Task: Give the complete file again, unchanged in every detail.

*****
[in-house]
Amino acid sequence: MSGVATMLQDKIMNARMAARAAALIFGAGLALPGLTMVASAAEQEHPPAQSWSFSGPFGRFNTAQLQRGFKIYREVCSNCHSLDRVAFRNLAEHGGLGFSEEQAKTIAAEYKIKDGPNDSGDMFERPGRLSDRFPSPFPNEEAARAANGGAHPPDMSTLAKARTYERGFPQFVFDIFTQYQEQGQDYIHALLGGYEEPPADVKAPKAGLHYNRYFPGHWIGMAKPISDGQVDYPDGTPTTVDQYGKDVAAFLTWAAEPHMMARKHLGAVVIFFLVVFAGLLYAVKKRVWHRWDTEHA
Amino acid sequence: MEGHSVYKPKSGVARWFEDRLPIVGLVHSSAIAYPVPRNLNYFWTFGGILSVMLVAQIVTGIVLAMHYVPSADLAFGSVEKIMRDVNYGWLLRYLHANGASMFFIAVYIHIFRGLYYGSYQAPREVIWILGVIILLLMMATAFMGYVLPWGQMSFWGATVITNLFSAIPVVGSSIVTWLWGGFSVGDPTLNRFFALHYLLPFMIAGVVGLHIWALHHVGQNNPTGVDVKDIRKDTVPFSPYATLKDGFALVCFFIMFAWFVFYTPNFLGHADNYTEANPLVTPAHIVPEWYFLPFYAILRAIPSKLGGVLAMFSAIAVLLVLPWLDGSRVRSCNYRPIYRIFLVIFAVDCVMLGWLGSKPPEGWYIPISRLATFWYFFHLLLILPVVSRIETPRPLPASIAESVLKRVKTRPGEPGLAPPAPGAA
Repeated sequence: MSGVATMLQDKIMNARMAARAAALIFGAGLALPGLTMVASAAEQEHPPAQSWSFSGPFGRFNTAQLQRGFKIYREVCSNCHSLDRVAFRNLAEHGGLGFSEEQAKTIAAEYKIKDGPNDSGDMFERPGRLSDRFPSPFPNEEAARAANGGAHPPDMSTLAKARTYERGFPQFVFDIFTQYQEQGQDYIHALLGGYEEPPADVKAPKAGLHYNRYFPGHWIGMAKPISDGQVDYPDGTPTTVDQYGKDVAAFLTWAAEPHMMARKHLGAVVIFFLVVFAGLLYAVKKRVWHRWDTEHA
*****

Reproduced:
[in-house]
Amino acid sequence: MSGVATMLQDKIMNARMAARAAALIFGAGLALPGLTMVASAAEQEHPPAQSWSFSGPFGRFNTAQLQRGFKIYREVCSNCHSLDRVAFRNLAEHGGLGFSEEQAKTIAAEYKIKDGPNDSGDMFERPGRLSDRFPSPFPNEEAARAANGGAHPPDMSTLAKARTYERGFPQFVFDIFTQYQEQGQDYIHALLGGYEEPPADVKAPKAGLHYNRYFPGHWIGMAKPISDGQVDYPDGTPTTVDQYGKDVAAFLTWAAEPHMMARKHLGAVVIFFLVVFAGLLYAVKKRVWHRWDTEHA
Amino acid sequence: MEGHSVYKPKSGVARWFEDRLPIVGLVHSSAIAYPVPRNLNYFWTFGGILSVMLVAQIVTGIVLAMHYVPSADLAFGSVEKIMRDVNYGWLLRYLHANGASMFFIAVYIHIFRGLYYGSYQAPREVIWILGVIILLLMMATAFMGYVLPWGQMSFWGATVITNLFSAIPVVGSSIVTWLWGGFSVGDPTLNRFFALHYLLPFMIAGVVGLHIWALHHVGQNNPTGVDVKDIRKDTVPFSPYATLKDGFALVCFFIMFAWFVFYTPNFLGHADNYTEANPLVTPAHIVPEWYFLPFYAILRAIPSKLGGVLAMFSAIAVLLVLPWLDGSRVRSCNYRPIYRIFLVIFAVDCVMLGWLGSKPPEGWYIPISRLATFWYFFHLLLILPVVSRIETPRPLPASIAESVLKRVKTRPGEPGLAPPAPGAA
Repeated sequence: MSGVATMLQDKIMNARMAARAAALIFGAGLALPGLTMVASAAEQEHPPAQSWSFSGPFGRFNTAQLQRGFKIYREVCSNCHSLDRVAFRNLAEHGGLGFSEEQAKTIAAEYKIKDGPNDSGDMFERPGRLSDRFPSPFPNEEAARAANGGAHPPDMSTLAKARTYERGFPQFVFDIFTQYQEQGQDYIHALLGGYEEPPADVKAPKAGLHYNRYFPGHWIGMAKPISDGQVDYPDGTPTTVDQYGKDVAAFLTWAAEPHMMARKHLGAVVIFFLVVFAGLLYAVKKRVWHRWDTEHA